This study compared serum total testosterone (TT) and free testosterone (FT) responses of young (20-26 years, n = 8), middle-aged (38-53 years, n = 7), and older (59-72 years, n = 9) men to resistance exercise. We also examined the relationships between testosterone (T) levels and strength, bone mineral density (BMD), and body composition variables for each age group. Subjects were tested for isotonic muscular strength (1 repetition maximum [1RM]), BMD (dualenergy x-ray absorptiometry [DXA]) and body composition (DXA). Each group performed an acute exercise protocol (3 sets, 10 repetitions, 80% of 1RM, 6 exercises). Blood samples were obtained at baseline, immediately postexercise, and 15 minutes postexercise for the TT and FT assays. The older age group had significantly (p < 0.05) lower T levels than the young group, but each group exhibited an increase (p < 0.05) in TT and FT immediately postexercise. Total T and FT were significantly correlated (p < 0.05) with strength in middle-aged and older men and with bone-free lean tissue mass in older men. In conclusion, middle-aged and older men showed similar relative T responses to those of younger men to a single bout of high-intensity resistance exercise. However, T levels were related to strength and muscle mass only in middle-aged or older men. On a practical application level, older men can complete a high-intensity resistance exercise program resulting in spikes in T that may attenuate age-related muscle and BMD loss.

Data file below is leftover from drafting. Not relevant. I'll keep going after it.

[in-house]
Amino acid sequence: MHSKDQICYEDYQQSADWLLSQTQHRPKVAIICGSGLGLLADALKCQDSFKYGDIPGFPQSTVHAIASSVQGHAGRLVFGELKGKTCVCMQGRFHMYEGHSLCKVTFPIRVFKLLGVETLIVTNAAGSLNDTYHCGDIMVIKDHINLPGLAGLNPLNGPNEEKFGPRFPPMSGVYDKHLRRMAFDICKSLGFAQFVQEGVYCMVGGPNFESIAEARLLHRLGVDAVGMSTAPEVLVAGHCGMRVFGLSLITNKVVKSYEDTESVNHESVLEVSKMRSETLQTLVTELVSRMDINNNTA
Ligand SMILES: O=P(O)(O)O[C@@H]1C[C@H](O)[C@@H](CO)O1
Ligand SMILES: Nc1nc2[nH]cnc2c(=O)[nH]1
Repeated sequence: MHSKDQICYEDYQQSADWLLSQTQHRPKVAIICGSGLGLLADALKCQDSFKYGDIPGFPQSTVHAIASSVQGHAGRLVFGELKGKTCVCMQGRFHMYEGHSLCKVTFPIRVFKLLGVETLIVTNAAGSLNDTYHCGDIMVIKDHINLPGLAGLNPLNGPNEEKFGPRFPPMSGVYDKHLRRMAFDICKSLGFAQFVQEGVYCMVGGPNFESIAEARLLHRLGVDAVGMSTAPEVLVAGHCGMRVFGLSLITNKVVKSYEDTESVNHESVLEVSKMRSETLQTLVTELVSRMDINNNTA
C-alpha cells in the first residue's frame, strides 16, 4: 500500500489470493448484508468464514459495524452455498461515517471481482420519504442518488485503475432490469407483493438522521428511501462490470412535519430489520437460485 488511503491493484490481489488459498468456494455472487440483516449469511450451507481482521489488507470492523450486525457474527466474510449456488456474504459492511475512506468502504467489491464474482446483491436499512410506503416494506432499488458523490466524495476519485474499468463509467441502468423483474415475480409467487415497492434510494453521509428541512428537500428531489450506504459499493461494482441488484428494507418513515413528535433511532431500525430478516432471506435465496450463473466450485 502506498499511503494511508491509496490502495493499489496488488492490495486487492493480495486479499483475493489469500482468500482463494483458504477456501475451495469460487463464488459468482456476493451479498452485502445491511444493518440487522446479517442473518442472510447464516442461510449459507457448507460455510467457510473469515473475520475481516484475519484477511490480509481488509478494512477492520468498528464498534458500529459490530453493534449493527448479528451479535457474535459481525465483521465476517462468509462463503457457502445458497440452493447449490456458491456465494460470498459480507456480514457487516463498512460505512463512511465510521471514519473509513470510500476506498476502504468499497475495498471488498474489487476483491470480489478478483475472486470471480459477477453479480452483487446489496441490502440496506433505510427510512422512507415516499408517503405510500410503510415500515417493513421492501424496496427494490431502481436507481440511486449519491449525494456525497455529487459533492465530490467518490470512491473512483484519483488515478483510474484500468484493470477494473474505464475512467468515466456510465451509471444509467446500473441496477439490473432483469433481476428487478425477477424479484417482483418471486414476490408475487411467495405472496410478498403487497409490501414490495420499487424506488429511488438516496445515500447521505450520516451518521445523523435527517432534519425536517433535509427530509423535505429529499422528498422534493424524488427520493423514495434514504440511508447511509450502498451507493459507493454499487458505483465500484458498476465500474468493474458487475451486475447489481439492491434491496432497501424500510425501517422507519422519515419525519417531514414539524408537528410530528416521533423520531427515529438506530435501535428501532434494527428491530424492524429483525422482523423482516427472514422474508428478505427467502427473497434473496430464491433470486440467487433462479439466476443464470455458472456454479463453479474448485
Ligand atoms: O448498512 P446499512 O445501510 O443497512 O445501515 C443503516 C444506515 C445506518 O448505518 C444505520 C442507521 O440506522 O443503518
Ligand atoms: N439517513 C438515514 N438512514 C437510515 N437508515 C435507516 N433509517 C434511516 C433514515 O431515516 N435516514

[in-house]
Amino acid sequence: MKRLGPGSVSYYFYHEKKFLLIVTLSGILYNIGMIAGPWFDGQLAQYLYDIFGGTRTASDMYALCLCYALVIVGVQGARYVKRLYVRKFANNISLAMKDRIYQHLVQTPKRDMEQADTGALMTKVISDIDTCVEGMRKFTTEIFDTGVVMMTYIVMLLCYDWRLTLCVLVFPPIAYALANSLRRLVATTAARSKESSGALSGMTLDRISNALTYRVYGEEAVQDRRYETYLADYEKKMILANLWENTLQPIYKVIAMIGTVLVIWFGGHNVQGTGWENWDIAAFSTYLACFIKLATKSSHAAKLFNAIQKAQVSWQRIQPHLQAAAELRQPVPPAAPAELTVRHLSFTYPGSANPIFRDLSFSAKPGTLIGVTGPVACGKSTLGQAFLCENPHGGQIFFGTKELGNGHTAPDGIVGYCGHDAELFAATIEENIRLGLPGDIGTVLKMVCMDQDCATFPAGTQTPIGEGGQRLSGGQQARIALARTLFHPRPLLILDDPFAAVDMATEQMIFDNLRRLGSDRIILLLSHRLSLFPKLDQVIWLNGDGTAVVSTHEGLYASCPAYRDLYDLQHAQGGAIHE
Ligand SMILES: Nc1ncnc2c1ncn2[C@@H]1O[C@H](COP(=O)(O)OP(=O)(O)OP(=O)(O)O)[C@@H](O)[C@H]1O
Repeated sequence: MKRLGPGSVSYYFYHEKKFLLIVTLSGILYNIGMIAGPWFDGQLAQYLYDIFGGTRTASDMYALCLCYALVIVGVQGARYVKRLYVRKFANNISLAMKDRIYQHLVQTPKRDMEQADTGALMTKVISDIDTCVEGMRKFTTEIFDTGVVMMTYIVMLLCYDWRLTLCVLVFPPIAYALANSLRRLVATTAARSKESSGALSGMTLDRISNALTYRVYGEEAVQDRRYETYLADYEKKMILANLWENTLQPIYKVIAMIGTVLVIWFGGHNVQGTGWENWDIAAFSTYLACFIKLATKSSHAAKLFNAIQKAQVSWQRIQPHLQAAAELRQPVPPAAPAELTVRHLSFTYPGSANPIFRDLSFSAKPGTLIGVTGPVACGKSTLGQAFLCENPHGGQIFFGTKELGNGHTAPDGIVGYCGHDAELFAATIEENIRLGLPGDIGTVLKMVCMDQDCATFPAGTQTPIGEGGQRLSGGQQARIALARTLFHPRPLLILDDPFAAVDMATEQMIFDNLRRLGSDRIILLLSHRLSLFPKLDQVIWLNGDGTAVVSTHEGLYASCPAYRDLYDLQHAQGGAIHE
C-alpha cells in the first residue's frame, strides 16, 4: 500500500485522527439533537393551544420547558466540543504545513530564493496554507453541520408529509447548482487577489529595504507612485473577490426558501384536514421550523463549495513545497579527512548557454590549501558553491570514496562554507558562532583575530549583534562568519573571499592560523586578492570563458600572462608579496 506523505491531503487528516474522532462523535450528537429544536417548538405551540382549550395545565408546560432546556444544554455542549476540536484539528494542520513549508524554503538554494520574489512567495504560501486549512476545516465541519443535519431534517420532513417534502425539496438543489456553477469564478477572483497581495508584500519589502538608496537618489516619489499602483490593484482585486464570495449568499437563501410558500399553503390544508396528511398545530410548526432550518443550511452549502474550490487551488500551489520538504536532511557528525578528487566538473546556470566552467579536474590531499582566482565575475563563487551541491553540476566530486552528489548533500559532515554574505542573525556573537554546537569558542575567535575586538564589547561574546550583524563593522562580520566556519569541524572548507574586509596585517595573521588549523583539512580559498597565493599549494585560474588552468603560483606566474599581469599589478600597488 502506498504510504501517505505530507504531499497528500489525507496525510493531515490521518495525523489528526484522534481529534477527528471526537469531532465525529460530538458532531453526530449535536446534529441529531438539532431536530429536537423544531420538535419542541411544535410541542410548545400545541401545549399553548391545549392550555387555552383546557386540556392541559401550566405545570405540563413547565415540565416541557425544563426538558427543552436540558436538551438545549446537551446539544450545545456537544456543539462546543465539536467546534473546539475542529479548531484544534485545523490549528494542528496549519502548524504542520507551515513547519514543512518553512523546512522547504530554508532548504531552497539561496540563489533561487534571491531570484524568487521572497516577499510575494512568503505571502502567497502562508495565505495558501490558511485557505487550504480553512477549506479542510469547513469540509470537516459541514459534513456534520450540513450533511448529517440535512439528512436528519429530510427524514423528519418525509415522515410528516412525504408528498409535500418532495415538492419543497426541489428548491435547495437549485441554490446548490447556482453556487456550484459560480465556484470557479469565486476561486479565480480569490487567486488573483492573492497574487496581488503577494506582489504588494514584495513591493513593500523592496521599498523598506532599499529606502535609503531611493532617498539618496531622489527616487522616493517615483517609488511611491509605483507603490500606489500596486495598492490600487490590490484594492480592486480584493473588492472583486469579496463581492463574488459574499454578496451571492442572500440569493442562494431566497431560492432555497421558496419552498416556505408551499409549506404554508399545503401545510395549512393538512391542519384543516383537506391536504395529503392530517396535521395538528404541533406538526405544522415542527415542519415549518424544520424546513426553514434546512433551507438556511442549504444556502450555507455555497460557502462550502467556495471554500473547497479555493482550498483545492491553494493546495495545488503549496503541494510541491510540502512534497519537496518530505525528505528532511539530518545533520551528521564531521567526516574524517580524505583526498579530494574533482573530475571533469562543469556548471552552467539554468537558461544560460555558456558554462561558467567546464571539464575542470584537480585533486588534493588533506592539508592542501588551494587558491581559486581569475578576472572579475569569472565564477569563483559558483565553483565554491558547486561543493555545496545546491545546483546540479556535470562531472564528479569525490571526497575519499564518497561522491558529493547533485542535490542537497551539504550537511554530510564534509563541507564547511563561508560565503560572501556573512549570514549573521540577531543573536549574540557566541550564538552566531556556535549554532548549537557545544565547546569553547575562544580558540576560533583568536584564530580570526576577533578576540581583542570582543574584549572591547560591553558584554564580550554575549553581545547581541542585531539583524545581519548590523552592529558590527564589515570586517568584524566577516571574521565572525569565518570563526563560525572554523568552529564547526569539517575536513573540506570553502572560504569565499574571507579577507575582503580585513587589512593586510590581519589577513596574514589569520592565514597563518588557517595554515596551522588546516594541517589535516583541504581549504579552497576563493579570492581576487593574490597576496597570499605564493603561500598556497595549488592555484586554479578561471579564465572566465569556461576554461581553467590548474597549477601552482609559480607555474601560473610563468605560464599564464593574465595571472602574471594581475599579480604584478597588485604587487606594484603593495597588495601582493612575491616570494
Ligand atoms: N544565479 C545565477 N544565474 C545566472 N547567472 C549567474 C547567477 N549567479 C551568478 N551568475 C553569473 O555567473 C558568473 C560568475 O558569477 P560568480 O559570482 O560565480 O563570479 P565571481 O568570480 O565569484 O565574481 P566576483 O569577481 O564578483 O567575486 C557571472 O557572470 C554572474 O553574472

(C) 2006 National Strength and Conditioning Association